— The Corporation of London: Its Rights and Privileges • William Ferneley Allen

... Memoir: Upon the Liberty of the Indians who have been reduced to the Condition of Slavery; Morente, Tom. II. pp. 34, 35. Sixth Memoir: Upon the Question whether Kings have the Power to alienate their Subjects, their Towns and Jurisdiction, pp. 64 et seq. Letter of Las Casas to Miranda, resident in England with Philip, in 1555.—The Sixth Memoir is a remarkable production. Its closing words are these: ...
— The Atlantic Monthly, Vol. 10, No. 58, August, 1862 • Various

... pounds a week; and to the horror of her family they become affianced. Having no sort of intention of keeping up the imposture, even if he could, and being fearful lest the exposure of his wealth and education would, in her present state, alienate her affections, he proposes by practical demonstration to disgust her with the mode of life which she designs to lead. In collusion with Effick he arranges that he shall invite Doris to take tea at his friend's attic in Bethnal Green, and ...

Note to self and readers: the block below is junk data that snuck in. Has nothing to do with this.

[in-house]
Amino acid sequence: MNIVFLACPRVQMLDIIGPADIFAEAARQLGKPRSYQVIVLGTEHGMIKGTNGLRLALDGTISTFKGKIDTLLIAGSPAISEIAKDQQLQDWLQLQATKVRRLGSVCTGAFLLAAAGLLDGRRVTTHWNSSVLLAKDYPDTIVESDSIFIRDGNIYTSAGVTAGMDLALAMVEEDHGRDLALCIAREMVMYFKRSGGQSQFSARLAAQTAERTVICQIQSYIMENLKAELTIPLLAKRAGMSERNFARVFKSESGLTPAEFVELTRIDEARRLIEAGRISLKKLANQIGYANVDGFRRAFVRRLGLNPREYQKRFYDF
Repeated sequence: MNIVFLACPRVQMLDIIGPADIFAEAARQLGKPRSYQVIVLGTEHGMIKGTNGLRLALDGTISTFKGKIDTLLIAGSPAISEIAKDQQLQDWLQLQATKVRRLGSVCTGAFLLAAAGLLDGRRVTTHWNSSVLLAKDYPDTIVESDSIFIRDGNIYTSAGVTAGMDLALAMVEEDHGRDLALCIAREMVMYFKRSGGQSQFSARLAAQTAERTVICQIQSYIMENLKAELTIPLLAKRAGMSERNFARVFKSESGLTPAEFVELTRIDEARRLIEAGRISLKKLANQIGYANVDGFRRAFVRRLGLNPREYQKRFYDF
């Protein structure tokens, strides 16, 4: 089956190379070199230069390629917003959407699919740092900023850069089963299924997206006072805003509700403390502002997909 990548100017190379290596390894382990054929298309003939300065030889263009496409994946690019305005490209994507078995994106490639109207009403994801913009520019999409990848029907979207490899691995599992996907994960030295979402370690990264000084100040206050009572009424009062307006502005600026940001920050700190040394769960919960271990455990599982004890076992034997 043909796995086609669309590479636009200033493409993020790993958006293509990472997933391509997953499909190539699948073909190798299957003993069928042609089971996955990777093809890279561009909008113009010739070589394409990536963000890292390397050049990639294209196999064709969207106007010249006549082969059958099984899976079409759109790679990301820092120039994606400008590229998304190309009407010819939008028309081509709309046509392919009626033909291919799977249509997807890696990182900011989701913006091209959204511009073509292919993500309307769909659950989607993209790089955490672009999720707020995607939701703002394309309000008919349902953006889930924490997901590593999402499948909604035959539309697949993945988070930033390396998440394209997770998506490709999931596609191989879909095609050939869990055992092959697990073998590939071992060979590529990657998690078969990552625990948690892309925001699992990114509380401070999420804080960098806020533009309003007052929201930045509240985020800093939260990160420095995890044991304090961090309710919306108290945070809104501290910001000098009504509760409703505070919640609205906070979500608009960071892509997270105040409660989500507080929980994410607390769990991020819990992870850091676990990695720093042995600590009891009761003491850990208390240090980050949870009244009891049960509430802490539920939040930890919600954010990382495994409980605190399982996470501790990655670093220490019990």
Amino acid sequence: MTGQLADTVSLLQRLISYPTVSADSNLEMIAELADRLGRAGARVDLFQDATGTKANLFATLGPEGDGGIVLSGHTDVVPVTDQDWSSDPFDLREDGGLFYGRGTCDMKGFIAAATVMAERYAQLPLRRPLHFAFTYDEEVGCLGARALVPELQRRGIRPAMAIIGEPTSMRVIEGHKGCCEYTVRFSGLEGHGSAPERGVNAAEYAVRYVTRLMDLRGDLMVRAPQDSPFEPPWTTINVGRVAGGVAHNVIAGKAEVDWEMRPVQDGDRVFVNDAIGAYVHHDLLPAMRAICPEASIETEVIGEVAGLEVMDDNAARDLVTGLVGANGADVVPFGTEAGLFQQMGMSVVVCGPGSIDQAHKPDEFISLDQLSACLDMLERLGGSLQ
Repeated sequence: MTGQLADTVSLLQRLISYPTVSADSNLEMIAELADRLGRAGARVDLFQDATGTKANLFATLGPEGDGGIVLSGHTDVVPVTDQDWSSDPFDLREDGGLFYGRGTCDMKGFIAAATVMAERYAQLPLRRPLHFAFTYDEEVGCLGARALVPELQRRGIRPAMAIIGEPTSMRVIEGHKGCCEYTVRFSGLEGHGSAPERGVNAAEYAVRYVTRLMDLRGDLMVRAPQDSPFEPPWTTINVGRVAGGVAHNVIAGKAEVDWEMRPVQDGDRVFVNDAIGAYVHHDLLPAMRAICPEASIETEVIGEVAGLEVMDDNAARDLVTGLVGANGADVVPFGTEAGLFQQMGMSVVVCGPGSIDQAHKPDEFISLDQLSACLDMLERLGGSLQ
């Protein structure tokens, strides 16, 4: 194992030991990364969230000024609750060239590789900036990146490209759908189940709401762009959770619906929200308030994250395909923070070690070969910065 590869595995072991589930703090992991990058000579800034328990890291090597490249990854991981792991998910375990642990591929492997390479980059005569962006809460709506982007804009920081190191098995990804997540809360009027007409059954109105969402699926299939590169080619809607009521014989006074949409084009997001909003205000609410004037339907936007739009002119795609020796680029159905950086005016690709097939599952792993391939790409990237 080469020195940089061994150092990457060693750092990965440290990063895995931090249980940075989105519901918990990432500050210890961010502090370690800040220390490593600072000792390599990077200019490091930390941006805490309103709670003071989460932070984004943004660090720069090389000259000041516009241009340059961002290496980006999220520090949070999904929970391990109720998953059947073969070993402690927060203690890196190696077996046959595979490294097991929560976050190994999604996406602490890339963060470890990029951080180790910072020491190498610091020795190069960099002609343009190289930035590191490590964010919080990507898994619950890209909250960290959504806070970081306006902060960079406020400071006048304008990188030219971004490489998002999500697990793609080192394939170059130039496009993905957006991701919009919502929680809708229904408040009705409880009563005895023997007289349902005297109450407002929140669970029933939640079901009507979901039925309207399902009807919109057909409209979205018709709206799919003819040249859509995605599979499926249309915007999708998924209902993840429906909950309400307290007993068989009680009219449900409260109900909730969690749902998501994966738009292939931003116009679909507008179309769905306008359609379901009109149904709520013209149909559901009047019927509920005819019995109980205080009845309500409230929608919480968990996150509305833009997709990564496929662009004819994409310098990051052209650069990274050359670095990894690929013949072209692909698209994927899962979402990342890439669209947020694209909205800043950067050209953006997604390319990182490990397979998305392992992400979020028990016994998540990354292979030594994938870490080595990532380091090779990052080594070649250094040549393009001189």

— Punch, or the London Charivari, May 6, 1914 • Various

... disappointed in each other. I regret that the discharge of my duty should so far conflict with your opinions and standard of propriety as to alienate us so completely as it seems likely to do. All my life I have looked to you for guidance and counsel; but to-night you have shaken my trust, and henceforth I must depend upon my own heart to support ...
— Beulah • Augusta J. Evans

... that we exist if we do not suffer, little or much? How can we turn upon ourselves, acquire reflective consciousness, save by suffering? When we enjoy ourselves we forget ourselves, forget that we exist; we pass over into another, an alien being, we alienate ourselves. And we become centred in ourselves again, we return to ourselves, ...
— Tragic Sense Of Life • Miguel de Unamuno

... within three days, when he can prove that my wife is unworthy of me. That is a good story!—Well, I am going back to sign the contract. Come with me, Lisbeth—yes, come. They will never know. I meant to have left Celestine forty thousand francs a year; but Hulot has just behaved in a way to alienate ...
— Poor Relations • Honore de Balzac

... they would not be compelled to do so, and the very circumstance that Austria, when the border system was established, obliged them to furnish a contingent of one infantry and two hussar regiments sufficed to alienate their regard."[17] In another place Mr Boner says, "The Szekler soldier, I was told, was 'excessive,' which means ...
— Round About the Carpathians • Andrew F. Crosse

... life with the most irresistible attraction and irrepressible love and within a very short time, unless they guard their love with every means and weapon of advanced thought and reason, Nature, through her duplicity, will provide searching eyes to alienate their affection, causing a wretchedness unparalleled in the ...